Iron Catalysis: Fundamentals and Applications by Juan I. Padrón, Víctor S. Martín (auth.), Bernd Plietker

By Juan I. Padrón, Víctor S. Martín (auth.), Bernd Plietker (eds.)

Juan I. Padrón and Víctor S. Martín: Catalysis by way of Fe-based Lewis acids; Hiroshi Nakazawa*, Masumi Itazaki: Fe–H Complexes in Catalysis; Kristin Schröder, Kathrin Junge, Bianca Bitterlich, and Matthias Beller: Fe-catalyzed Oxidation Reactions of Olefins, Alkanes and Alcohols: Involvement of Oxo- and Peroxo Complexes; Chi-Ming Che, Cong-Ying Zhou, Ella Lai-Ming Wong: Catalysis by way of Fe=X Complexes (X=NR, CR2); René Peters, Daniel F. Fischer and Sascha Jautze: Ferrocene and part Sandwich Complexes as Catalysts with Iron Participation; Markus Jegelka, Bernd Plietker: Catalysis via complicated Ferrates.

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Extra resources for Iron Catalysis: Fundamentals and Applications

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Itazaki 1 Introduction This chapter treats iron complexes with Fe–H bond(s). ” The term “hydrido” is recommended to be used for hydrogen coordinating to all elements by IUPAC recommendations 2005 [1]. However, in this chapter, the term “hydride” is used because it has been widely accepted and used in many scientific reports. In 1931, Hieber and Leutert reported Fe(CO)4(H)2 not only as the first iron hydride complex but also as the first transition-metal hydride complex (FeH2 was reported in 1929 from FeCl2 and PhMgBr under a hydrogen atmosphere.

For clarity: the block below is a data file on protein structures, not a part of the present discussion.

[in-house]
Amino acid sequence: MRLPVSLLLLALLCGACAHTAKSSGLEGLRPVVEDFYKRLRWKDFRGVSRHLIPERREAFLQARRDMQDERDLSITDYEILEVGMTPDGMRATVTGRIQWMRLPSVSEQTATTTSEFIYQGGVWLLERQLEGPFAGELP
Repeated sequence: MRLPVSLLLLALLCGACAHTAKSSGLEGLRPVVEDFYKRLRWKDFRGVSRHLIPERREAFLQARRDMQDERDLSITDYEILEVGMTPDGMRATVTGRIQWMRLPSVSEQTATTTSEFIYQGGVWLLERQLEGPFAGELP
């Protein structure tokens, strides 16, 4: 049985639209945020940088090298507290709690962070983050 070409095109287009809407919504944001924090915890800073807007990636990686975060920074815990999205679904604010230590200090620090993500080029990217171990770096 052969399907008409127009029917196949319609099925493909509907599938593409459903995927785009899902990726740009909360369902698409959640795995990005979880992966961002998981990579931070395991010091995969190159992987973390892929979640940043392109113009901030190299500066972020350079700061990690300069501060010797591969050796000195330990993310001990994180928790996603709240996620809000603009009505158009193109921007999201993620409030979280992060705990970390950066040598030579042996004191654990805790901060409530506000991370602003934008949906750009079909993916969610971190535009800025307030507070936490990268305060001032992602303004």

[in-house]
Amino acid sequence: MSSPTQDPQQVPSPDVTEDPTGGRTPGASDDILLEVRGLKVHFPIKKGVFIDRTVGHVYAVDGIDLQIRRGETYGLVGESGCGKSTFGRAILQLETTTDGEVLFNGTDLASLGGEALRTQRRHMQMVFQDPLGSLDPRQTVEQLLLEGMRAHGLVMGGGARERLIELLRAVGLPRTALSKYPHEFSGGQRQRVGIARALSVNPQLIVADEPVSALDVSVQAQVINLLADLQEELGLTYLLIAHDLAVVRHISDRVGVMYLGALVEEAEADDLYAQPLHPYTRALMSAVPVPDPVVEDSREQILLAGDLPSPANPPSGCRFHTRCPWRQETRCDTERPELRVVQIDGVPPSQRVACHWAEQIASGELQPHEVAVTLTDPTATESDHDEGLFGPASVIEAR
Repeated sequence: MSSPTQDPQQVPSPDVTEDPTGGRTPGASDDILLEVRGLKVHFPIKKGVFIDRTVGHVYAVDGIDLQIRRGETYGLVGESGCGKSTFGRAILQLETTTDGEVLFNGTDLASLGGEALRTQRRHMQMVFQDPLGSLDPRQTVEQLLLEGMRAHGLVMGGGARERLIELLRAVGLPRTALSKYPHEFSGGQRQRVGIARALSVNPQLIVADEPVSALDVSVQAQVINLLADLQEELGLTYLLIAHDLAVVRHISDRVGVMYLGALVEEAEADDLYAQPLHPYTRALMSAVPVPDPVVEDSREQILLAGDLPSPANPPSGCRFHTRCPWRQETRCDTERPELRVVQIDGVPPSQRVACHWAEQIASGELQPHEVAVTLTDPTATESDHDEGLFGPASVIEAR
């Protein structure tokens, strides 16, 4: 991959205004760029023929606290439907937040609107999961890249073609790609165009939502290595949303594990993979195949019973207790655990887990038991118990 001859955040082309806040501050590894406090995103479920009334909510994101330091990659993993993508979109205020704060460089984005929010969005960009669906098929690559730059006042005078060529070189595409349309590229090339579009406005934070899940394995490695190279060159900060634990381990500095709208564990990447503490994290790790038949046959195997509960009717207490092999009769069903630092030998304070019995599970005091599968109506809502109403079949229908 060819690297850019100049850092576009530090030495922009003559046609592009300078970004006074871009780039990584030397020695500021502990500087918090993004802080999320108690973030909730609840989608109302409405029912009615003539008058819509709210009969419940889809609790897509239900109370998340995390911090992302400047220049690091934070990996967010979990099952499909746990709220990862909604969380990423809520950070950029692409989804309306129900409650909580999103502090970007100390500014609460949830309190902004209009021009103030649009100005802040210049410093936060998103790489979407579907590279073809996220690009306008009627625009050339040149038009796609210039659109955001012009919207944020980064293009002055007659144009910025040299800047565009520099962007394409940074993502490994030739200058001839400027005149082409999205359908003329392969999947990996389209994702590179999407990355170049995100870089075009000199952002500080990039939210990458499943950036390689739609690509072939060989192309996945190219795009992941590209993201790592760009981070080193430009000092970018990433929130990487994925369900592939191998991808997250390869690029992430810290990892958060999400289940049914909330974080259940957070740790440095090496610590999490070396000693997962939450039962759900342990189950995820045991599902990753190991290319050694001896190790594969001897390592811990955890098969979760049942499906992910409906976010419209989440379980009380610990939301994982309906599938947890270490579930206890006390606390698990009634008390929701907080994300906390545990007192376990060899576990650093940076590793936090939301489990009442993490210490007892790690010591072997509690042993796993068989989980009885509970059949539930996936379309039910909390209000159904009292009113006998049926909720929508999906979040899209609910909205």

6 Ph aHydrogenation PR3 H H Fe H [PhBPiPr3] R = Me: 3 Et : 4 [PhBPiPr3] iPr P 2 carried out at 50°C. Bis(imino)pyridine iron complex 5 as a highly efficient catalyst for a hydrogenation reaction was synthesized by Chirik and coworkers in 2004 [27]. Complex 5 looks like a Fe(0) complex, but detailed investigations into the electronic structure of 5 by metrical data, M€ ossbauer parameters, infrared and NMR spectroscopy, and DFT calculations established the Fe(II) complex described as 5’ in Fig. 2 to be the higher populated species [28].

Jp 28 H. Nakazawa and M. Itazaki 1 Introduction This chapter treats iron complexes with Fe–H bond(s). ” The term “hydrido” is recommended to be used for hydrogen coordinating to all elements by IUPAC recommendations 2005 [1]. However, in this chapter, the term “hydride” is used because it has been widely accepted and used in many scientific reports. In 1931, Hieber and Leutert reported Fe(CO)4(H)2 not only as the first iron hydride complex but also as the first transition-metal hydride complex (FeH2 was reported in 1929 from FeCl2 and PhMgBr under a hydrogen atmosphere.

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